Sergeant Specialist Ieva Budzeikaite was less than two weeks into her award-winning career as a combat photographer when the Lithuanian Armed Forces gave her a chance to snap pictures of troops taking survival training.

    “How cool is that!” she thought.

    She had no clue that in the forested, swampy training grounds she would be running faster than she had in her life.


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  • #StrongerWithAllies: Lithuanian Sharpshooter Has Security in His Sights

    Saturday mornings for Lithuanian National Guard Private First Class Adomas Bužinskas rarely begin with a steaming mug of coffee in bed. Instead, the highly-skilled sharpshooter is often lying in a deep, cold trench defending Lithuania’s borders.

    Lithuanians born after their country declared its independence from the Soviet Union on March 11, 1990, are often referred to as the “Freedom Generation.” Bužinskas is one of them.


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  • Latvia Struggles to Form a Government

    In the early hours of October 7, it became clear that Latvia had followed in the footsteps of many of its European neighbors. The newly-elected parliament was fragmented, the ruling coalition had lost its majority, and populist parties enjoyed significant gains. Latvian voters demonstrated widespread disillusionment with politicians and politics in general—compared to 2014, turnout in the parliamentary elections on October 6 dropped by nearly five percentage points, a record low since the country regained its independence twenty-seven years ago. Most worryingly, all this happened amidst healthy economic growth.   

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  • The Atlantic Council Stands with Latvia - and Always Will

    At the Atlantic Council, we are proud of the work that we have done with our friends from Latvia over the years. Our core mission is to promote constructive American global leadership and international engagement, built upon the solid foundation of the transatlantic alliance – the United States’ most important international relationship. The Atlantic Council and its staff believe firmly that the United States is stronger with its allies than it is alone. We staunchly defend the value of NATO, promote continued American engagement in Europe, and push American policymakers to remain steadfast in our commitment to defend our allies – every single one of them.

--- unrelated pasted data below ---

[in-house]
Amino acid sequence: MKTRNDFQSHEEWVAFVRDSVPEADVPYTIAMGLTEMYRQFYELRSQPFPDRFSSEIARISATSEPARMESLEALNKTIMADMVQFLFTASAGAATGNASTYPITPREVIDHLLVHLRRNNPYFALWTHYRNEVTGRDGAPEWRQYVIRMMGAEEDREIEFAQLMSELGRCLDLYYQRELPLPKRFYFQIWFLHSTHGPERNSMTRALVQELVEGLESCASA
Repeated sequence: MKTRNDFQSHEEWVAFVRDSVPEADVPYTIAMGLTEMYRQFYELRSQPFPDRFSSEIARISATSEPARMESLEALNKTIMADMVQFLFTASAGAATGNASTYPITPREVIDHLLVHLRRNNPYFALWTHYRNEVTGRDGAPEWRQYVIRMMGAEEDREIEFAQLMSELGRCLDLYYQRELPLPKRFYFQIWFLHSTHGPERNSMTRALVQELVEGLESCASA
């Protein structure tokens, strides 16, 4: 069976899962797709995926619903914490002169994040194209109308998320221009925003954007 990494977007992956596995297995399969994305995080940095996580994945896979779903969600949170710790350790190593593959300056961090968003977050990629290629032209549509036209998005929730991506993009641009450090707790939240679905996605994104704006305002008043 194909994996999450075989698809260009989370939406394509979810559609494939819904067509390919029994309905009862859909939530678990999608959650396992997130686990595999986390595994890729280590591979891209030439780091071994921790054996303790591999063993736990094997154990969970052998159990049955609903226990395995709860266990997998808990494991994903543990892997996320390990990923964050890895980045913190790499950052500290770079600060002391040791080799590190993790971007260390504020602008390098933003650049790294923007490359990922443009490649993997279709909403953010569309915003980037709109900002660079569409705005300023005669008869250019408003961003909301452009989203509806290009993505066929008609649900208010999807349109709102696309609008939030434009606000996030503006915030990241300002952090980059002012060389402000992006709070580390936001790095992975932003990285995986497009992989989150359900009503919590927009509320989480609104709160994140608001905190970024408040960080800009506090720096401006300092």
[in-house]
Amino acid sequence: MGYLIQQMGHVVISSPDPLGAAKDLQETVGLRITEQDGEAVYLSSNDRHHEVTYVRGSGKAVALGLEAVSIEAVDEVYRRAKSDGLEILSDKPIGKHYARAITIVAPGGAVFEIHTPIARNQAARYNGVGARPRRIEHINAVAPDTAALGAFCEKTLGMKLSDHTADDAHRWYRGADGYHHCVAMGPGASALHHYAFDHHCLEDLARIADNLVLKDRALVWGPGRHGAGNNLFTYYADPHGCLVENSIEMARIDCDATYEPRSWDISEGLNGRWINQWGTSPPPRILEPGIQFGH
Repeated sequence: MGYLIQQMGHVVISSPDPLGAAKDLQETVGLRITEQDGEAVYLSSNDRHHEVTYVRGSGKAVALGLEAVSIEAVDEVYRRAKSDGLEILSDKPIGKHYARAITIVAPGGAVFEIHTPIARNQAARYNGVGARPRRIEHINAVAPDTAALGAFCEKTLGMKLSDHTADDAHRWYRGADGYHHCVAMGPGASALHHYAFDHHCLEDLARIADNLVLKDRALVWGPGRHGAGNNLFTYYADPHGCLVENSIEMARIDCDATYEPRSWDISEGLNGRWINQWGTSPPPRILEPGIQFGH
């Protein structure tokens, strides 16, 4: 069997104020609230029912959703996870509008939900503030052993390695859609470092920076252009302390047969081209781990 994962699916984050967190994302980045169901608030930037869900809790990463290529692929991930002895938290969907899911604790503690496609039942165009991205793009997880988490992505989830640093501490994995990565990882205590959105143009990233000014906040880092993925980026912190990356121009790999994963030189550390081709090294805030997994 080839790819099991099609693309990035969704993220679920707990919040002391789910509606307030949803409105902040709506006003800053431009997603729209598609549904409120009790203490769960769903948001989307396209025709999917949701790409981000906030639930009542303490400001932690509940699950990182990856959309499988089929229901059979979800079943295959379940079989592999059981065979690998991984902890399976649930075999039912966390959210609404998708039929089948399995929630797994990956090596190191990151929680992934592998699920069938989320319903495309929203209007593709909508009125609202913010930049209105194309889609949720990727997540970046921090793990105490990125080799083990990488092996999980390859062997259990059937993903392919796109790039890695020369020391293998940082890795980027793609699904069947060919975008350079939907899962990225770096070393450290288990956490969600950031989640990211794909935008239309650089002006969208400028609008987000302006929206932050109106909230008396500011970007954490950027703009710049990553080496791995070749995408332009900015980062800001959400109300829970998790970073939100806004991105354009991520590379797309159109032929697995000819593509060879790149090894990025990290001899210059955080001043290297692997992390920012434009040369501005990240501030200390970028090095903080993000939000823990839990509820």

We are surprised and disappointed to see that record ignored. Recent reports have suggested that the Atlantic Council is allowing itself to be influenced by those who do not have the best interests of Latvia at heart. Such claims are misplaced and impugn the good work of our team.

    Atlantic Council staff are among the most outspoken and most consistent advocates for the Baltic countries. Our publications, events, media appearances, and ground-breaking digital forensics work have sought to inform Washington policy makers of the threats facing the Baltic nations from Moscow and argue for strengthening America’s commitment to defend our friends in the region. The team associated with our institution has probably done more than any other to drive home the nature of the threat posed by a revisionist Kremlin, the breadth of tools used in this hybrid war, and the best means to defend our societies.

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  • Nordenman Quoted in Defense News on NATO's New Baltic Command Structure